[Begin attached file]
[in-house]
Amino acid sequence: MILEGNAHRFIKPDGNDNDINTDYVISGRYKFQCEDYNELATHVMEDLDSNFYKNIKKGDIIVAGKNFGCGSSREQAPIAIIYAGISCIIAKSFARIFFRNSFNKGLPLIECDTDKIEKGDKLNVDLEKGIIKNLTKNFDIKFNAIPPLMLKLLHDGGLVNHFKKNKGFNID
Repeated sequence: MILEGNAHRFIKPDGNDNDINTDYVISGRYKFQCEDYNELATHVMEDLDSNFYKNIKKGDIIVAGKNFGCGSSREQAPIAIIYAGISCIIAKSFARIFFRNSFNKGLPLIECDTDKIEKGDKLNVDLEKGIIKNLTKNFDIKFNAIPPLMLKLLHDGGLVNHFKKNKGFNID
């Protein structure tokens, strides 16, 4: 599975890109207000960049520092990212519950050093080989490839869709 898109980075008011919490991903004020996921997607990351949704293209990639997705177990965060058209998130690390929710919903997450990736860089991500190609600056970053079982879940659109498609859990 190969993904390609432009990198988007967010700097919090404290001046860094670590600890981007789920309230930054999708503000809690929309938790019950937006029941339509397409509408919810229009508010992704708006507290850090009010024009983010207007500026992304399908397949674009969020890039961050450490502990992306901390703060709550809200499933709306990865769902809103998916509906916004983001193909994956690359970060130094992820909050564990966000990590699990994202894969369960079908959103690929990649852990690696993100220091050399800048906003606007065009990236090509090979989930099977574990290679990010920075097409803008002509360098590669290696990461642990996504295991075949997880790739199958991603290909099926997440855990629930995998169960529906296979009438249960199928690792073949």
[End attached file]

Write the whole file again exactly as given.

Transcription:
[in-house]
Amino acid sequence: MILEGNAHRFIKPDGNDNDINTDYVISGRYKFQCEDYNELATHVMEDLDSNFYKNIKKGDIIVAGKNFGCGSSREQAPIAIIYAGISCIIAKSFARIFFRNSFNKGLPLIECDTDKIEKGDKLNVDLEKGIIKNLTKNFDIKFNAIPPLMLKLLHDGGLVNHFKKNKGFNID
Repeated sequence: MILEGNAHRFIKPDGNDNDINTDYVISGRYKFQCEDYNELATHVMEDLDSNFYKNIKKGDIIVAGKNFGCGSSREQAPIAIIYAGISCIIAKSFARIFFRNSFNKGLPLIECDTDKIEKGDKLNVDLEKGIIKNLTKNFDIKFNAIPPLMLKLLHDGGLVNHFKKNKGFNID
């Protein structure tokens, strides 16, 4: 599975890109207000960049520092990212519950050093080989490839869709 898109980075008011919490991903004020996921997607990351949704293209990639997705177990965060058209998130690390929710919903997450990736860089991500190609600056970053079982879940659109498609859990 190969993904390609432009990198988007967010700097919090404290001046860094670590600890981007789920309230930054999708503000809690929309938790019950937006029941339509397409509408919810229009508010992704708006507290850090009010024009983010207007500026992304399908397949674009969020890039961050450490502990992306901390703060709550809200499933709306990865769902809103998916509906916004983001193909994956690359970060130094992820909050564990966000990590699990994202894969369960079908959103690929990649852990690696993100220091050399800048906003606007065009990236090509090979989930099977574990290679990010920075097409803008002509360098590669290696990461642990996504295991075949997880790739199958991603290909099926997440855990629930995998169960529906296979009438249960199928690792073949």